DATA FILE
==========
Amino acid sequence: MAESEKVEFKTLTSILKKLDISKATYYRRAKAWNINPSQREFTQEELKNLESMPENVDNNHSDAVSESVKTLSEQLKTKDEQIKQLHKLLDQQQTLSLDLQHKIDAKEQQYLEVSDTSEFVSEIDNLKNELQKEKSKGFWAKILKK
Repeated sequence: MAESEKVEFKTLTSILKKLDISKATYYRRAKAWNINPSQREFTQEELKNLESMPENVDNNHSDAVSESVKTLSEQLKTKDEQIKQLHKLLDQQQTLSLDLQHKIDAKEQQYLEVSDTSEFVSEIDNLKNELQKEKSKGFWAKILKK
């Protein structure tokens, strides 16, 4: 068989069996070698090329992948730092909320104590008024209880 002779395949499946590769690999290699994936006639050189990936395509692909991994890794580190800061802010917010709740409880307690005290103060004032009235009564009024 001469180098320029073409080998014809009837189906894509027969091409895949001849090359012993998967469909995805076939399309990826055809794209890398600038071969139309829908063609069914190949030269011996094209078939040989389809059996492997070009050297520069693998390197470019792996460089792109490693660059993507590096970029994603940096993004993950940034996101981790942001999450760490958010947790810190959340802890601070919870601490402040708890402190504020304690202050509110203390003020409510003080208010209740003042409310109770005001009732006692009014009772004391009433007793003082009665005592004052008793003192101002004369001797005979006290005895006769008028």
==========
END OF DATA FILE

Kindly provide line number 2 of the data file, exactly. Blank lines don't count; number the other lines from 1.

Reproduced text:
Repeated sequence: MAESEKVEFKTLTSILKKLDISKATYYRRAKAWNINPSQREFTQEELKNLESMPENVDNNHSDAVSESVKTLSEQLKTKDEQIKQLHKLLDQQQTLSLDLQHKIDAKEQQYLEVSDTSEFVSEIDNLKNELQKEKSKGFWAKILKK